Volume 7, No. 2

Promoting Cooperation to Maintain and Enhance
Environmental Quality in the Gulf of Maine

Summer 2003
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Science Insights: The Alewife

Sharks of the
Gulf of Maine


Spring 2003

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The truth about sharks:

As understanding about some species grows, so too do concerns about their future

By Andi Rierden, Editor

A large oceanic species, thousands of blue sharks are caught each year by recreational fishermen and in fishing tournaments. Photo: Greg Skomal
For millions of years, sharks cruised the oceans as the top predator–like the lion on land–with little interference. Designed by nature to be long-living, slow-growing and late maturing, they bear only a few young each year. Some breed only every other year. Yet in recent decades, heavy fishing has exerted an unnatural toll on several shark species. Due partly to the expansion of fishing fleets in the open ocean and the collapse of traditional fisheries like cod, the ocean's dominant hunter has increasingly become the hunted.

In the face of slow reproduction, scientists say, these animals are simply unequipped by evolution to withstand such abrupt exploitation.

Precisely how many sharks are killed each year and how many are left is the subject of intense debate. With limited resources for shark research, documentation of life history characteristics and population trends exist for only a handful of the 360 known species.
According to one estimate by the United Nations Food and Agriculture Organization, over the past 50 years the worldwide catch of all elasmobranchs-sharks, skates and rays-has quadrupled, from 200,000 metric tons a year to 800,000. Because a large percentage of sharks are caught unintentionally in longlines and gillnets and go unreported, some researcher estimate that about 100 million sharks are killed by humans annually.

Earlier this year, a study by researchers at Dalhousie University in Halifax, Nova Scotia, published in the journal Science brought world-wide attention to the severity of the overfishing of sharks and provided the first detailed overview of an oceanwide decline with major implications.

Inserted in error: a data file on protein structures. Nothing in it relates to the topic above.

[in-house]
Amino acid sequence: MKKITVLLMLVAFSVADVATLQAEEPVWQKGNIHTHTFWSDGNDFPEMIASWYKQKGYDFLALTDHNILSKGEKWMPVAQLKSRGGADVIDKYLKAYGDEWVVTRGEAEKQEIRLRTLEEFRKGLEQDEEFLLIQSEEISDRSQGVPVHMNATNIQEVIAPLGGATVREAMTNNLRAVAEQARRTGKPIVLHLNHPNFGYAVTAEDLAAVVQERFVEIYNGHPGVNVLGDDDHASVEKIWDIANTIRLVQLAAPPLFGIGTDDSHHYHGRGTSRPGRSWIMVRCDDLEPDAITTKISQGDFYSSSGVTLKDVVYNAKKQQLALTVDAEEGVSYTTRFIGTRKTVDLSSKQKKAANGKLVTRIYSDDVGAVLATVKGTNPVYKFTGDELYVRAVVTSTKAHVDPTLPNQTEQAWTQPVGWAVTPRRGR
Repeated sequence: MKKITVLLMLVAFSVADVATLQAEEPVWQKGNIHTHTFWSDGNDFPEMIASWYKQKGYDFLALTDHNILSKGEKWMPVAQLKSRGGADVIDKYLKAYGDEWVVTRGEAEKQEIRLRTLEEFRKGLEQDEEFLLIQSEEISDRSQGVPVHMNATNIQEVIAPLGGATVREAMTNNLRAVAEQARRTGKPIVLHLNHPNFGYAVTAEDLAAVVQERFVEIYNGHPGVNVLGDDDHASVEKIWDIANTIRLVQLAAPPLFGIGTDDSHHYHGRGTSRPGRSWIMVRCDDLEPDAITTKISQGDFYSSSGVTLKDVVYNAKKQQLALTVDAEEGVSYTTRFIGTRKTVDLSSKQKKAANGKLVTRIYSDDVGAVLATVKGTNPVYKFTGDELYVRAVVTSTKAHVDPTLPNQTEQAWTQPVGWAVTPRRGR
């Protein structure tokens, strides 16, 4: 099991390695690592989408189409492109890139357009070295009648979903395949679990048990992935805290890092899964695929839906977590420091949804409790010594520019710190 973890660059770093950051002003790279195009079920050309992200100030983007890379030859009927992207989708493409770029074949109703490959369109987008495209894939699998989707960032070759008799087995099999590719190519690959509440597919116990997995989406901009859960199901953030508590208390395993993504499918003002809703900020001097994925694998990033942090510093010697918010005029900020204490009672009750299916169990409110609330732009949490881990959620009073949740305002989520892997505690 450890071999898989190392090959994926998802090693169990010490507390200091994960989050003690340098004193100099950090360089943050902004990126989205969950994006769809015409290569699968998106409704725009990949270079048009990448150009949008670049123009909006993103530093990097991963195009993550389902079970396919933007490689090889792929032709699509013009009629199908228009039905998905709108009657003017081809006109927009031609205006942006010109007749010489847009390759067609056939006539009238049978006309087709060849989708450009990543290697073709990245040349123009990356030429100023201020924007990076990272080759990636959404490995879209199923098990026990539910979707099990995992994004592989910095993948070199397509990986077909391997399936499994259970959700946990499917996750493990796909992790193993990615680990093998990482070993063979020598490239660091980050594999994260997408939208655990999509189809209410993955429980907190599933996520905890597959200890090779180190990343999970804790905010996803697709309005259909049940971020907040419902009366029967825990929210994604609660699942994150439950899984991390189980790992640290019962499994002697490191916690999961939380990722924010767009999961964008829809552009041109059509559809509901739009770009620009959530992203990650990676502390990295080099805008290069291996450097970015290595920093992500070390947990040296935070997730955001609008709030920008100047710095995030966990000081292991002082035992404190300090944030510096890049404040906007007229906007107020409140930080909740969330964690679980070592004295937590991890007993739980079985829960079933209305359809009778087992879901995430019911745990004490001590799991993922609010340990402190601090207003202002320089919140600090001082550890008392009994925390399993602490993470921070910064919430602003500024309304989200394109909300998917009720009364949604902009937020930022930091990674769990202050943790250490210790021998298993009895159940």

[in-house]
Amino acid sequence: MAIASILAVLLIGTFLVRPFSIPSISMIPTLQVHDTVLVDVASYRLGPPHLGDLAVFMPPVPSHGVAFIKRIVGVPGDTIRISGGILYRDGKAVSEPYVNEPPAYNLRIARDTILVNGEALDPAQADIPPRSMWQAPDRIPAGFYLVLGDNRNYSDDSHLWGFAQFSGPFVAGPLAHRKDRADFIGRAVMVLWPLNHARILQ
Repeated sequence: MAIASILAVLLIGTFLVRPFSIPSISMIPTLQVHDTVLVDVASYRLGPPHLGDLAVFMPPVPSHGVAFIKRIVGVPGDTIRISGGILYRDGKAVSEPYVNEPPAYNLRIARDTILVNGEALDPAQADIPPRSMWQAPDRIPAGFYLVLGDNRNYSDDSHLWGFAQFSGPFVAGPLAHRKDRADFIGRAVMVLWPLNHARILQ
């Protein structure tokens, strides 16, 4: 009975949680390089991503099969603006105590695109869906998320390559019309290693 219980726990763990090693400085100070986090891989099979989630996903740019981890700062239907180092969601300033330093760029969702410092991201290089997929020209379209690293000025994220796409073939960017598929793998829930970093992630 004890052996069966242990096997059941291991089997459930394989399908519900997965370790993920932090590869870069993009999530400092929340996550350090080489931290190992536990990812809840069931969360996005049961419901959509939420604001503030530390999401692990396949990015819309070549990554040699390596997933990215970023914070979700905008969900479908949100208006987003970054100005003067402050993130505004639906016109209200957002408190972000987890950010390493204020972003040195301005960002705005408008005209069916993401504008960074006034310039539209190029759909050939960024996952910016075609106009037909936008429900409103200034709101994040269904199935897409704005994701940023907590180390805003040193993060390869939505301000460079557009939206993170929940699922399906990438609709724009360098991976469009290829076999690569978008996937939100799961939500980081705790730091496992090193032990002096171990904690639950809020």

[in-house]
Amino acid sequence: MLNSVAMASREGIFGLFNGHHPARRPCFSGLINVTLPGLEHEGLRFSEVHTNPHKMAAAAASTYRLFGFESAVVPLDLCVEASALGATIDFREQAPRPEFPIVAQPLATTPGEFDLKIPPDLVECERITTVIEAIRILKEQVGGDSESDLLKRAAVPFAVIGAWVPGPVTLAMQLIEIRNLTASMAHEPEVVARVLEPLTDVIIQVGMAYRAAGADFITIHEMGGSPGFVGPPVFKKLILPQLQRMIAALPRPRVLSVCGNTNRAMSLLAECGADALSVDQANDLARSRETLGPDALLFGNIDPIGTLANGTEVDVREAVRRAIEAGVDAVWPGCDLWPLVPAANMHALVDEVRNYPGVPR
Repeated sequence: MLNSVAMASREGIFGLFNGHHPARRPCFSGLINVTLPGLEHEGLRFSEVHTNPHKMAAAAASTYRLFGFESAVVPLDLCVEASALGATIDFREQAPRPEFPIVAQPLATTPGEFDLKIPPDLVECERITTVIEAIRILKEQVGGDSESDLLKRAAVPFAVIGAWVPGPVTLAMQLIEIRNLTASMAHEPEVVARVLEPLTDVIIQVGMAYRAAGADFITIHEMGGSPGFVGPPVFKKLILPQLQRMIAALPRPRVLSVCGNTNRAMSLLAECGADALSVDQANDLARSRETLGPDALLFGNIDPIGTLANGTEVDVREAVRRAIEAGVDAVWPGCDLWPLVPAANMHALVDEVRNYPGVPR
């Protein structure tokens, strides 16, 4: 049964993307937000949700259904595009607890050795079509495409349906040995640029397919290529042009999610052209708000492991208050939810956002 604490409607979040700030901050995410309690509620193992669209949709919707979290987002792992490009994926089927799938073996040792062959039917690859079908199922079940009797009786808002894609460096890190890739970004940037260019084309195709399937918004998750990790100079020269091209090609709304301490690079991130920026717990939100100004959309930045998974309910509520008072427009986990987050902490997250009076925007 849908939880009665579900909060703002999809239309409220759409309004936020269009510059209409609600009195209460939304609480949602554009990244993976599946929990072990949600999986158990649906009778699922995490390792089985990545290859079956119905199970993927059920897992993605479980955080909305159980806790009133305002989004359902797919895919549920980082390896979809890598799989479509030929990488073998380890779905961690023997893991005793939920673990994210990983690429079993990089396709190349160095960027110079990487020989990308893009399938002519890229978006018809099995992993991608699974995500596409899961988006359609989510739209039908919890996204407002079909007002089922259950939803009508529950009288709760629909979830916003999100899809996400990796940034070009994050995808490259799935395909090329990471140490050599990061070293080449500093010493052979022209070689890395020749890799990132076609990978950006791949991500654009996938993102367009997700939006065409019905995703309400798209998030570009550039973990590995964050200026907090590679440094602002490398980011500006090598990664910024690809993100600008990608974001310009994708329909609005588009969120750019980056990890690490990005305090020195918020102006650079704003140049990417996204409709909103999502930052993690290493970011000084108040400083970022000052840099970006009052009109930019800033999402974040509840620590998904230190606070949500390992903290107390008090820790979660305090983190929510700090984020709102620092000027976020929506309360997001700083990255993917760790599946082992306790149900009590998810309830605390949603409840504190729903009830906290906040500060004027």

"We estimate that all recorded shark species with the exception of makos have declined by more than 50 percent in the past eight to fifteen years," the researchers wrote. The area studied included coastal and deep waters from Newfoundland to northern Brazil. The researchers found that hammerhead sharks had declined by 89 percent in the Atlantic, threshers by about 80 percent and great white sharks by 79 percent.


From fish farms to wind farms, oil and gas drilling and more:

The growing demands on ocean waters incite the call for zoning

By Maureen Kelly

Bill Causey, the superintendent of the Florida Keys National Marine Sanctuary
Billy Causey recalls the day, in the mid-1990s, that an angry mob of some 400 fishermen, treasure hunters and other coastal residents hung him in effigy–twice in the same day–and slashed all four tires of a colleague's car.
"It was one of the longest days of my life," says Causey, the superintendent of the Florida Keys National Marine Sanctuary (FKNMS).

Causey and his staff were in the midst of devising a comprehensive marine zoning plan to protect the resources and biodiversity of the 2,800 square mile [7,280 square kilometer] sanctuary, which contains the United States' only living barrier coral reef and thousands of acres of seagrass. The hostilities arose when certain members of the public learned that the plan designated no-take zones and restricted their activities in sections of the sanctuary. No-take zones, just one type of ocean zoning, are areas of the ocean where potentially harmful activities such as fishing and oil drilling are prohibited, while uses that are concordant with resource protection are allowed.

The concept of zoning marine waters has been used as a management tool around the world to balance resource protection and human use of marine areas. Causey describes it as a tool to separate incompatible activities, similar to how zoning is used on land.
"Hopefully," he jokes, "we don't end up with bars next to churches."